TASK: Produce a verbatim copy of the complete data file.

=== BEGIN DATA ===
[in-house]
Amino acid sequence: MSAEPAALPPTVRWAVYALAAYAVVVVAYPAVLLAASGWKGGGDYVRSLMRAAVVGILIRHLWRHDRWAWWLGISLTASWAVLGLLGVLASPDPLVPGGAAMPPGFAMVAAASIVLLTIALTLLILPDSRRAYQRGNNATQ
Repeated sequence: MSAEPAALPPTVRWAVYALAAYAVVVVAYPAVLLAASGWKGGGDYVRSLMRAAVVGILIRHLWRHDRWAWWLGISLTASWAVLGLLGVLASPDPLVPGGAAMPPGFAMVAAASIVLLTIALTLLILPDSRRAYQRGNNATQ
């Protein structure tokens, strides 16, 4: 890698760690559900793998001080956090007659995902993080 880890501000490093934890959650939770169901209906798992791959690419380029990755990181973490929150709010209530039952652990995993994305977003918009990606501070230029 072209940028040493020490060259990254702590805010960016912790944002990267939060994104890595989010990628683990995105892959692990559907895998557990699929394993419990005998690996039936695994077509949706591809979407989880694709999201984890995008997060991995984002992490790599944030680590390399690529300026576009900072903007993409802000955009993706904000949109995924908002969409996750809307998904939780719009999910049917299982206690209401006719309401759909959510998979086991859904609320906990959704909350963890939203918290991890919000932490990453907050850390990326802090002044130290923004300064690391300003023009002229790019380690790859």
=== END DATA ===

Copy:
[in-house]
Amino acid sequence: MSAEPAALPPTVRWAVYALAAYAVVVVAYPAVLLAASGWKGGGDYVRSLMRAAVVGILIRHLWRHDRWAWWLGISLTASWAVLGLLGVLASPDPLVPGGAAMPPGFAMVAAASIVLLTIALTLLILPDSRRAYQRGNNATQ
Repeated sequence: MSAEPAALPPTVRWAVYALAAYAVVVVAYPAVLLAASGWKGGGDYVRSLMRAAVVGILIRHLWRHDRWAWWLGISLTASWAVLGLLGVLASPDPLVPGGAAMPPGFAMVAAASIVLLTIALTLLILPDSRRAYQRGNNATQ
């Protein structure tokens, strides 16, 4: 890698760690559900793998001080956090007659995902993080 880890501000490093934890959650939770169901209906798992791959690419380029990755990181973490929150709010209530039952652990995993994305977003918009990606501070230029 072209940028040493020490060259990254702590805010960016912790944002990267939060994104890595989010990628683990995105892959692990559907895998557990699929394993419990005998690996039936695994077509949706591809979407989880694709999201984890995008997060991995984002992490790599944030680590390399690529300026576009900072903007993409802000955009993706904000949109995924908002969409996750809307998904939780719009999910049917299982206690209401006719309401759909959510998979086991859904609320906990959704909350963890939203918290991890919000932490990453907050850390990326802090002044130290923004300064690391300003023009002229790019380690790859």